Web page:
The top 20 percent, for instance, bid an average of $56 for the cordless keyboard; the bottom 20 percent bid an average of $16. In the end, we could see that students with social security numbers ending in the upper 20 percent placed bids that were 216 to 346 percent higher than those of the students with social security numbers ending in the lowest 20 percent.” (emphasis mine)

Do you now see how setting an anchor is important? Obviously, you don’t want to ask people to write down the last two digits of their Social Security numbers…but you can set anchors in your sales presentations.

How to Set Anchors

Here’s how I set two anchors for Guest Post Secrets:

I compared it to pay-per-click, and used the word “Imagine.” I wrote: “Imagine…thousands of targeted visitors showing up to your website, ordering your products, and sending you letters of appreciation…at no charge.

Do the math: Even at 10 cents per click (which is a pretty great rate, these days!) 4,000 visitors to your website would cost you $400. Or you can get super-targeted visitors absolutely free using this step-by-step system.

It’s your choice.”

Right there, I’ve set up a framework: This system works better than pay-per-click, and it’s not going to cost you $400 to send 4000 people to your website. In fact, this method is free.

Here’s another anchor from the same sales letter for Guest Post Secrets:

“In fact, if you called me on the phone right now and requested an hour of my time so I could teach you this, it would easily set you back more than $500…and you would have gotten more than your money’s worth! In Guest Post Secrets, you are getting three videos with a total of over 30 minutes of step-by-step content that you can play again and again…as long as you like until you are one of the Internet’s top bloggers! To think you get all this for less than the price of a single 1-hour session!”

Now I’m comparing it to an hour of my time, on which I set a value of $500.

Then the person sees that the price is just $67 (and sometimes, they have a coupon code that brings Guest Post Secrets down to $47), and the decision becomes a lot easier.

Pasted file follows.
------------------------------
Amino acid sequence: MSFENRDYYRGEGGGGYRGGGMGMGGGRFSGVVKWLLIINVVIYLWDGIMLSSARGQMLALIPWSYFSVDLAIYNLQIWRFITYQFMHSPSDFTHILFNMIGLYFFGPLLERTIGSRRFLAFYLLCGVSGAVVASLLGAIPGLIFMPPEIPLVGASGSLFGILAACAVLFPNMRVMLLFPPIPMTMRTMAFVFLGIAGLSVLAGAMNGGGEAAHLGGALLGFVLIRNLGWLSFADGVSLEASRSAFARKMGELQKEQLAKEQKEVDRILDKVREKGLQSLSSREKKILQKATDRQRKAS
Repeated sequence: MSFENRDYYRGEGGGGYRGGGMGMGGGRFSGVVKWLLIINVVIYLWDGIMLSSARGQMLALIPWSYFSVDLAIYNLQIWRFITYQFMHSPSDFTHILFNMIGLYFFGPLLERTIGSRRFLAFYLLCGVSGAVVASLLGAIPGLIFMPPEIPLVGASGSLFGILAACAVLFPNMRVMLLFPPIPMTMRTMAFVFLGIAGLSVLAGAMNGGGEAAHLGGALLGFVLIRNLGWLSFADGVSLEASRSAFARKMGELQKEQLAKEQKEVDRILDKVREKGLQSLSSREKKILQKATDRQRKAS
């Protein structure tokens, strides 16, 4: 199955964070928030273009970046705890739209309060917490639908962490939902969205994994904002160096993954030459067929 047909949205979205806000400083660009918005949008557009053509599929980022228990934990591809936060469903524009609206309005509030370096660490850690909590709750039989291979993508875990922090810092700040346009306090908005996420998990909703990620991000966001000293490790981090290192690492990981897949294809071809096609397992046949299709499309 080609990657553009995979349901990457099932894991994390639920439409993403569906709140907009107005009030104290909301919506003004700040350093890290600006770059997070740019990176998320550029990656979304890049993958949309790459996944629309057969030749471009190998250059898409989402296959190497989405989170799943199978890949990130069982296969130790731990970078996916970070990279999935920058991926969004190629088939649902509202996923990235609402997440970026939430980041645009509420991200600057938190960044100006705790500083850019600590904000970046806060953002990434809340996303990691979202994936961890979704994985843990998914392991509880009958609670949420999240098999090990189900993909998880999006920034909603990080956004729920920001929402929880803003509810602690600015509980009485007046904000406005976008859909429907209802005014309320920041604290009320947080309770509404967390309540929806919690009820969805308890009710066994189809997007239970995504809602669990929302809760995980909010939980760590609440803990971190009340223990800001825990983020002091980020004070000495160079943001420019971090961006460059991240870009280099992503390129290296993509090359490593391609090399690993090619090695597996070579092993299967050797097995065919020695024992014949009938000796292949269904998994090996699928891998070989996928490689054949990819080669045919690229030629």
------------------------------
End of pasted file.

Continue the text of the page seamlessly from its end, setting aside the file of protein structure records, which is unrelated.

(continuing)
To set an anchor, compare what you’re offering to something that costs a lot more. A web design company I worked for many years ago had this text featured prominently on their website:

“The services that [company] provides allows you or your organization to utilize the ‘Information Super Highway’ at a fraction of the cost that it would take for you to do it on your own. For your organization to duplicate the services of [company], you would have to rent 6 DS3 lines ($12,000 / month), hire a systems administrator ($60,000 / year), get a programming staff ($150,000 / year), a graphic design staff ($150,000 / year), and buy the server and support hardware ($20,000). [company] has all of these items already in place and distributes the cost over many organizations while maintaining excellent performance.”

This was in 1998–and at the time, this company was one of the premier design and development organizations in my local area.

Remember: regardless of whether you’re setting the anchor or not, the anchor is being set. As the salesperson (business owner), you need to make sure you’re the one setting it. Otherwise, you will sell far less of your product–regardless of the merits of your product.

Don’t lower your price to compete with others. Focus on resetting your potential customers’ hidden anchors instead.

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After selling my online business at age 26 for over $1 million, I created this blog to help you grow your own business quickly.